New tool can nondestructively characterize structural materials in unprecedented detail as they deform
Materials scientists are busy developing advanced materials, while also working to squeeze every bit of performance out of existing materials. This is particularly true in the aerospace industry, where small advantages in weight or extreme temperature tolerance quickly translate into tremendous performance benefits.
The potential pay-offs motivated a team of researchers from the Air Force Research Laboratory, the Advanced Photon Source, Lawrence Livermore National Laboratory, Carnegie Mellon University and PulseRay to work together to pursue their shared goal of characterizing structural materials in unprecedented detail.
In a paper in Review of Scientific Instruments, from AIP Publishing, the group describes how they created a system to squeeze and stretch a material while at the same time rotating and bombarding it with high-energy synchrotron X-rays. The X-rays capture information about how the material responds to the mechanical stress.
"This required developing a loading system to enable the precise rotation of a sample while simultaneously and independently applying tensile or compressive axial loading," explained Paul A. Shade, lead author and a materials research engineer for the Air Force Research Laboratory at Wright-Patterson Air Force Base.
Their approach included "developing and validating micromechanical models to help us understand the sources of failure in materials so that we can produce aerospace components that are lighter and more damage tolerant—while also gaining a more complete understanding of their service lifetime capability," Shade added.
The main significance of the team's new tool is that "the RAMS load frame insert enables applying axial loads while the specimen is continuously rotated, which means that we can integrate near-field and far-field high-energy diffraction microscopy methods and microtomography with in situ mechanical testing," said Shade. "This allows us to nondestructively characterize the microstructure and micromechanical state of a deforming material—providing critical validation data for microstructure-sensitive performance-prediction models."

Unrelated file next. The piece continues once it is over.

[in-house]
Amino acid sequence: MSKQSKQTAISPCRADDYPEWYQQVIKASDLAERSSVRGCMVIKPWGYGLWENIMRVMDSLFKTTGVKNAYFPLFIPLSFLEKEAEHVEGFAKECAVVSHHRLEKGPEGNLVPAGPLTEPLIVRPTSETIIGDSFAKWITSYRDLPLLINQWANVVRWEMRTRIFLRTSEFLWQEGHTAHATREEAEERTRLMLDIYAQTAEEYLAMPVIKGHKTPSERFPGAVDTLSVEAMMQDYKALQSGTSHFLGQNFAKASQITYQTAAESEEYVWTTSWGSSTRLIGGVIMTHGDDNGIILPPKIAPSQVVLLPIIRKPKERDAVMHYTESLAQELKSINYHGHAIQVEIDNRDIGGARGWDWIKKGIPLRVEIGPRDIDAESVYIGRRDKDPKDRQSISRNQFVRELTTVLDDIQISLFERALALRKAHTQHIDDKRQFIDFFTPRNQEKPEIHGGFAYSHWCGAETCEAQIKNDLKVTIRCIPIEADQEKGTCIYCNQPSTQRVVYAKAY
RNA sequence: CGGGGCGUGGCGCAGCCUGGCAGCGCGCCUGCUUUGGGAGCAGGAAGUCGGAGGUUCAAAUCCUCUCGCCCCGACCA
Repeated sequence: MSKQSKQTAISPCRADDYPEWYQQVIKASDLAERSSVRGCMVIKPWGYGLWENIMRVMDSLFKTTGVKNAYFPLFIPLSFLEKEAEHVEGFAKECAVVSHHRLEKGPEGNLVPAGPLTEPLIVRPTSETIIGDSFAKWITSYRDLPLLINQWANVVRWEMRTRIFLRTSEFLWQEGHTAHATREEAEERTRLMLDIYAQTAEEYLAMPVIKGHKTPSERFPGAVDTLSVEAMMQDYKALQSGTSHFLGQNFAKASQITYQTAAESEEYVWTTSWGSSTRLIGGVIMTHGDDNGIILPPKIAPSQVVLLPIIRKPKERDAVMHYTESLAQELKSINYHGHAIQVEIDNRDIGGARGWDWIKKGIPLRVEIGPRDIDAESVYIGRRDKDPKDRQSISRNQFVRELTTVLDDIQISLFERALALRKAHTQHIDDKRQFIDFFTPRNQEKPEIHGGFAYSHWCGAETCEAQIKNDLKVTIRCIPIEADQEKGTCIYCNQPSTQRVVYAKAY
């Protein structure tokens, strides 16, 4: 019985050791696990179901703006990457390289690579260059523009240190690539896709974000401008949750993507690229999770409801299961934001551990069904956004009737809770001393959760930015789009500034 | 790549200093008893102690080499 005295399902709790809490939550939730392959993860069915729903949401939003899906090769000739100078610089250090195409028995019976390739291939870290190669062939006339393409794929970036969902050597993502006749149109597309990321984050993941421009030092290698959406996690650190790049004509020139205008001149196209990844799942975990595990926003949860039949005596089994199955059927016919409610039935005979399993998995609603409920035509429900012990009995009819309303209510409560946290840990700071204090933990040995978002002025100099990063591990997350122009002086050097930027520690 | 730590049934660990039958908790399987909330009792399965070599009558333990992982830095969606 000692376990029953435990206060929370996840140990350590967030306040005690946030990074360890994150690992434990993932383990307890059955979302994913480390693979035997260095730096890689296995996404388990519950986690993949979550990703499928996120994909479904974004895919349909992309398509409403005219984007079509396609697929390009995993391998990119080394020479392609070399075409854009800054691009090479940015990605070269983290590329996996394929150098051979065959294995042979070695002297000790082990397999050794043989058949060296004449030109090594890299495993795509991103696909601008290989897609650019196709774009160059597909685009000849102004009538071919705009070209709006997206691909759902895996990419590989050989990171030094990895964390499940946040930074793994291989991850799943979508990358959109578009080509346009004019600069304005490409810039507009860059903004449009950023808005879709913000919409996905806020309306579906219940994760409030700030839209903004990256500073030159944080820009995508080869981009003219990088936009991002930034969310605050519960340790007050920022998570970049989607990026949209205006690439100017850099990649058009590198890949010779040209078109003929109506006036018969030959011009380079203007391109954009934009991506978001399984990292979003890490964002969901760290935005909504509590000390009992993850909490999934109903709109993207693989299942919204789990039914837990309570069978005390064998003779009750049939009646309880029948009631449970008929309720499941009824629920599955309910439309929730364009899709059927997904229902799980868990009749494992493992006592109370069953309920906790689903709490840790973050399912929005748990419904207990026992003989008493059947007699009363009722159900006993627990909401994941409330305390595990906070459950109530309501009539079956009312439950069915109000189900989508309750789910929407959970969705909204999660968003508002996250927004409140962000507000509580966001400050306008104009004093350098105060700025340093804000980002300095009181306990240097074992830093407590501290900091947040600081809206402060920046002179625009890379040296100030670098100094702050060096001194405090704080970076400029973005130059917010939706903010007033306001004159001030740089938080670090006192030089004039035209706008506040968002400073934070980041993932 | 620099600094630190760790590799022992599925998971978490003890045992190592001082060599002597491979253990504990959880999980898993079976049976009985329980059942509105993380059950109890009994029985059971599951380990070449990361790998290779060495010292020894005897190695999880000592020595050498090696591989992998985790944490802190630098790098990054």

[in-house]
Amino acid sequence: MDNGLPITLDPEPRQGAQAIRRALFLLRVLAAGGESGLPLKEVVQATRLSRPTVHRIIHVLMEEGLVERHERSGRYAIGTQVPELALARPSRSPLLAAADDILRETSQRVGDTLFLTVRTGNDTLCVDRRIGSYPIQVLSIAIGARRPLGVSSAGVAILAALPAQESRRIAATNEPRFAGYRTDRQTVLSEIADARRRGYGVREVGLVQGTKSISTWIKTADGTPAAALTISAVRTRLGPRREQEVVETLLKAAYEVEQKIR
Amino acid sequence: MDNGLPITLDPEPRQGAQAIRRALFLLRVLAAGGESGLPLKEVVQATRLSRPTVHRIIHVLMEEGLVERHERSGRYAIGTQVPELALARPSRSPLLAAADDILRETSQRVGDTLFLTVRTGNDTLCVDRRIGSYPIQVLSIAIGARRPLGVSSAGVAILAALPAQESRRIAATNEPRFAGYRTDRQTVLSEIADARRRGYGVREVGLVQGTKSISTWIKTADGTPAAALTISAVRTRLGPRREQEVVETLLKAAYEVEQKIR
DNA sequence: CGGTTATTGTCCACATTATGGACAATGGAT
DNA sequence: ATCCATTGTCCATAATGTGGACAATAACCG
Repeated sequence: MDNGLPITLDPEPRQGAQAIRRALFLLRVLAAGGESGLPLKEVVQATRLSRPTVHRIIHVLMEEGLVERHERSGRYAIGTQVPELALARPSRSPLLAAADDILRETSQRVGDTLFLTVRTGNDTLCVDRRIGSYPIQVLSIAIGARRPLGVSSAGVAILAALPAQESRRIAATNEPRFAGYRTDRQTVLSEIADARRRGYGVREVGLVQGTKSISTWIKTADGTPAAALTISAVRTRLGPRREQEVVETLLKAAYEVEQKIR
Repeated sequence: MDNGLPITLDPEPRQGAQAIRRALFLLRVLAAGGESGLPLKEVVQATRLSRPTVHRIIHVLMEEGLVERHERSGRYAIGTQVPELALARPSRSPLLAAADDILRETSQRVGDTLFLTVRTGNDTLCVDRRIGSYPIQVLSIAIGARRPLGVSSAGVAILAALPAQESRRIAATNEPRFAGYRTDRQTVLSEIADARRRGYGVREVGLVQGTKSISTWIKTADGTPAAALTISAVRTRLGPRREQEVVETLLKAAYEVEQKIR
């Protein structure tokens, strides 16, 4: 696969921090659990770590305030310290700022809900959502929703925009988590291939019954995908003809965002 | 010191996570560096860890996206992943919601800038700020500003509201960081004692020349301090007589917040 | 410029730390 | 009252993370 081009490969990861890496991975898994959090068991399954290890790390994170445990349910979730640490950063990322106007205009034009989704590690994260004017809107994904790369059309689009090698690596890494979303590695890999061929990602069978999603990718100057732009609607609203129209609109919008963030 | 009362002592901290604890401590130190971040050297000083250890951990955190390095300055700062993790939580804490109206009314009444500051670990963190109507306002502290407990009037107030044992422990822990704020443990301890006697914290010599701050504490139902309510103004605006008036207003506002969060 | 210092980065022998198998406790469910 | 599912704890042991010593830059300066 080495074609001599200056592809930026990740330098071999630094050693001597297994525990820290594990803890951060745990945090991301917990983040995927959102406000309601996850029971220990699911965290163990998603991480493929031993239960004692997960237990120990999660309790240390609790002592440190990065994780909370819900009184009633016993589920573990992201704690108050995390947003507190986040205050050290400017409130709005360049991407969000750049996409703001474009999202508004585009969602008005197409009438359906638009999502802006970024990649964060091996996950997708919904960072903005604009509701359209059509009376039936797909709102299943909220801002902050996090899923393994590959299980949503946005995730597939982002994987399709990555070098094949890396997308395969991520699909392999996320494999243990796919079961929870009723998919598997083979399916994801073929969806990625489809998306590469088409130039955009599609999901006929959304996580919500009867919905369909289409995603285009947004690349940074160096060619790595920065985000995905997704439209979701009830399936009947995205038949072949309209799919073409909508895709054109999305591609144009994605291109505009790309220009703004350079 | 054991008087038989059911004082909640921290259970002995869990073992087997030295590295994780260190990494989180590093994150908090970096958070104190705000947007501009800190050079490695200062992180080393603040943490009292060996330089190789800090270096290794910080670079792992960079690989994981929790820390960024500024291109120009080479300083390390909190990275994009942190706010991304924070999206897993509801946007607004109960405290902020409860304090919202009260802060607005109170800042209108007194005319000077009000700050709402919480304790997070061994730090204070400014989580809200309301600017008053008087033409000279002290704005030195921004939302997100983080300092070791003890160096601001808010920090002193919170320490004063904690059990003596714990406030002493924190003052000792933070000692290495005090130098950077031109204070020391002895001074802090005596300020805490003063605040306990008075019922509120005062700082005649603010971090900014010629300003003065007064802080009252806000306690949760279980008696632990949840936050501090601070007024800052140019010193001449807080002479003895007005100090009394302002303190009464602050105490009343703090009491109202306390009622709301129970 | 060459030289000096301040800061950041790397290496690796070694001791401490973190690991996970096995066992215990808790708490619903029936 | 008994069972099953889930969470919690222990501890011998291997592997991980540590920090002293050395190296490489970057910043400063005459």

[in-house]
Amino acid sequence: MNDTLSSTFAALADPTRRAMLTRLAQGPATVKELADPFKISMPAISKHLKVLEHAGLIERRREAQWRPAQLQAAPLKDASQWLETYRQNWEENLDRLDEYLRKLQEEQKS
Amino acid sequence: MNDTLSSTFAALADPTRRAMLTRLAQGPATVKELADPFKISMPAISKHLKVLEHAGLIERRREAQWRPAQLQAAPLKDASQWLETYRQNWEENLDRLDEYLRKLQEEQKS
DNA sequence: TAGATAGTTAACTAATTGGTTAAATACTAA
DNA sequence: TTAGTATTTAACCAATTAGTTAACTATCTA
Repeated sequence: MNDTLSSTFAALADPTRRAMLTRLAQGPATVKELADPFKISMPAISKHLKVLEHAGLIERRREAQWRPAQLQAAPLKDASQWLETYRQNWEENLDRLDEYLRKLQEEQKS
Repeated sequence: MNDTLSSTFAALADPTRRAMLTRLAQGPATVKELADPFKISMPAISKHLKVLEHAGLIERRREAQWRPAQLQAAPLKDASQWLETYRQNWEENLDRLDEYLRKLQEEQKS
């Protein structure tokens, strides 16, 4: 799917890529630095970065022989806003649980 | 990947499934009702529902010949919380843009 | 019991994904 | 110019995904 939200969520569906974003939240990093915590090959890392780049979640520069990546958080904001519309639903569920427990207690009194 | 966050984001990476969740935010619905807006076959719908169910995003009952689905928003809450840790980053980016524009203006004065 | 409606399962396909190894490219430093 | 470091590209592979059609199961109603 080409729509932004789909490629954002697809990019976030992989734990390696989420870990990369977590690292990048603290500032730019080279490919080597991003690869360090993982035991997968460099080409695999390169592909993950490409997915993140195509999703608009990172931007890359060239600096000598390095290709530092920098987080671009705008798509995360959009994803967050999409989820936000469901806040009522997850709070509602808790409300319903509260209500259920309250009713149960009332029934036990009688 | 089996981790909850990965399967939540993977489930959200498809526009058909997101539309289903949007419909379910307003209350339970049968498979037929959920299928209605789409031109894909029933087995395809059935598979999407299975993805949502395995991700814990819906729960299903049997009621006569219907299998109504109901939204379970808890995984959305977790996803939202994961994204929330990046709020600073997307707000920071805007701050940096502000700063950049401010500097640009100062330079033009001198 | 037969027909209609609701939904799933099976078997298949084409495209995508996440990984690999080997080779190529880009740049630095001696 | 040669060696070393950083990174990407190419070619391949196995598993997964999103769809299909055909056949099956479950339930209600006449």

The materials community is interested in using the team's tool as part of an integrated computational materials engineering approach to design structural components—which could help optimize materials properties and reduce uncertainty for given applications. The measurements that this tool enables can be used to develop new materials for turbine engines, car parts and industrial machinery, to name just a few applications.
"An important aspect is to develop trusted materials models whose performance has been validated at the appropriate length scale," Shade said.
The next step for the team will be partnering with researchers at the Cornell High Energy Synchronous Source (CHESS), Cornell University and the Advanced Photon Source (APS) at Argonne National Laboratory to develop standalone RAMS load frames. "These instruments will be made available to the high-energy synchrotron X-ray community and, in fact, have already been used by many researchers and institutions," Shade noted.
The team is currently working with CHESS and APS to develop elevated temperature and multi-axial loading capabilities. The RAMS load frame insert has also inspired the development of a tension in-vacuum furnace design for studying irradiated materials at APS that was developed in concert with the Nuclear Engineering Division at Argonne National Laboratory.
"We plan to host the datasets we collect from these experiments for others in the community to use—especially to test new materials models," Shade said. "In this manner, we'll help propel the community to develop microstructure-sensitive materials models and provide the validation needed to push materials to the next level of performance."